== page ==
courtney hands

Photo by Henna by Sienna: Courtney’s hands, North African and Indian design

Henna in Jewish tradition

Henna use in general is a tradition that goes far back into prehistory; it is impossible to tell when or where the first people started using henna. The first definite records of henna come from the area of the Middle East (Egypt and Canaan) from the fourth-second millenia BCE (between four to six thousand years ago). Traces of henna have been found on mummified bodies from Egypt, hennaed wigs were found in Jericho, and henna is mentioned in medical texts from Egypt and Canaan. A fragment of an Ugaritic myth describes henna use as part of a victory celebration.

Henna is mentioned in the Bible, in the Song of Songs, as a sweet-smelling plant; it is not known if henna was used as body art by the ancient Israelites, but it is likely. By the time of the Mishna [= first to second centuries CE (or AD)], we know that henna was grown and used in the Land of Israel, from mentions in both Jewish and non-Jewish texts from the period. After the Roman Exile in the first-second centuries CE, Jewish henna use spread with the Diaspora. By the eleventh century CE, henna was an important economic export that Jewish merchants brought from its growing fields in North Africa to the Jewish and Muslim communities of southern Europe: Portugal, Spain, southern Italy, and Sicily.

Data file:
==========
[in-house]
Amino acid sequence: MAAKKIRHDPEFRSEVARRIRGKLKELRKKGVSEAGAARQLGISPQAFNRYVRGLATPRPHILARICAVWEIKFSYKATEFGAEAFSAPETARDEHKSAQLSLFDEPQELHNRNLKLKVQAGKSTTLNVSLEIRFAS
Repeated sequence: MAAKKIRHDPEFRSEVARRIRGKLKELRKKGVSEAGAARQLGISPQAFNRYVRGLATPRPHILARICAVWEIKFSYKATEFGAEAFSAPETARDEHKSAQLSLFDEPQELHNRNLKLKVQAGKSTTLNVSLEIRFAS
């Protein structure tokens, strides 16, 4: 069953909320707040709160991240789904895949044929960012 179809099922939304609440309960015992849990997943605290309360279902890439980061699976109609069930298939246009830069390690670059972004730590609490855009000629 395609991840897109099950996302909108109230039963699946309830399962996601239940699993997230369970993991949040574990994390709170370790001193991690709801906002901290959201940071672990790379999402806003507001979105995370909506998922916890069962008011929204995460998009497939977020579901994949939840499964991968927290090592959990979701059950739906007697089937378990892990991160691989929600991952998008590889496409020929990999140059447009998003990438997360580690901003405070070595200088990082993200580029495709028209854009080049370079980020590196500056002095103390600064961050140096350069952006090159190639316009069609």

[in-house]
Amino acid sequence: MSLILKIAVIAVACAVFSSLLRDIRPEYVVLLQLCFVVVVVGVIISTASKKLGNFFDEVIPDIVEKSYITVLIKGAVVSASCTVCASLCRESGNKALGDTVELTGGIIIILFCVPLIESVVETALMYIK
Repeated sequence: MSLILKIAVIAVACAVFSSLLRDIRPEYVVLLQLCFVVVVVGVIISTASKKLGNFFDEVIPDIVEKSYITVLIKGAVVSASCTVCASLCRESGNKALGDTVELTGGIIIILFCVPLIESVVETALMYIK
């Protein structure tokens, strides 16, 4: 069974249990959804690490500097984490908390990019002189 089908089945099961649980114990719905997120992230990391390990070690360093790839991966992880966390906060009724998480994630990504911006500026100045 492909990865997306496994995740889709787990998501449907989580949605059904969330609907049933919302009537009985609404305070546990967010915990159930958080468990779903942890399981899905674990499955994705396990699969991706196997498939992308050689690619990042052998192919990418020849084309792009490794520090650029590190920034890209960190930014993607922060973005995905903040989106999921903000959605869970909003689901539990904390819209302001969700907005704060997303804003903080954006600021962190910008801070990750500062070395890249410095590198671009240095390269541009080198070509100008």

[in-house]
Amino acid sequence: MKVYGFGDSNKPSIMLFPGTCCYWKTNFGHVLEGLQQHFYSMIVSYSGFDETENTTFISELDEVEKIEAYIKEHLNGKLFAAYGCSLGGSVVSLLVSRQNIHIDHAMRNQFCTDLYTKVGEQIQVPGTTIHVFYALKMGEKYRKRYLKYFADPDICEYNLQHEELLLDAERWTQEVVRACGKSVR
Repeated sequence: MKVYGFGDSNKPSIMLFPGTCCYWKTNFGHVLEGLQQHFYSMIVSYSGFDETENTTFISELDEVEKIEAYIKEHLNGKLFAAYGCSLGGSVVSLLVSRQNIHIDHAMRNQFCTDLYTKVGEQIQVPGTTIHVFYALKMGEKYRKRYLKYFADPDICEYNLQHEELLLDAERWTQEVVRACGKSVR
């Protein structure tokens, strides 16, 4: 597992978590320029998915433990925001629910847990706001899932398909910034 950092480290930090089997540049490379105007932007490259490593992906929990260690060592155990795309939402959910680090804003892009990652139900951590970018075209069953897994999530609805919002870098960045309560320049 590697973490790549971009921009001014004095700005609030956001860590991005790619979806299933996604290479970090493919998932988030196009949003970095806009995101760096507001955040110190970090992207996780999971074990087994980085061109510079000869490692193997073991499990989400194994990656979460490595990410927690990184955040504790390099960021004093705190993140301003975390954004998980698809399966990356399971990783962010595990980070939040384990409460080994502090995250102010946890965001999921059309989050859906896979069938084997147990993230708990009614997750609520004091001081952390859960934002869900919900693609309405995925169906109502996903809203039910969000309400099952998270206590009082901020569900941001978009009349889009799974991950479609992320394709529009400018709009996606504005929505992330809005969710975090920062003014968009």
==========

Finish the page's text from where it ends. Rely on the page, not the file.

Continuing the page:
Henna use is mentioned in Hebrew poetry from this period, and we see for the first time mention of Jewish henna ceremonies, in medieval ketubbot [marriage contracts]. After the expulsion from Spain, Sephardi Jews continued their henna traditions in their diaspora in North Africa and the Ottoman Empire, joining the already-present indigenous Jewish communities of North Africa and the Middle East, who also had their own henna traditions, as did the Jewish communities of Asia (Yemen, Iraq, Kurdistan, Persia, and India).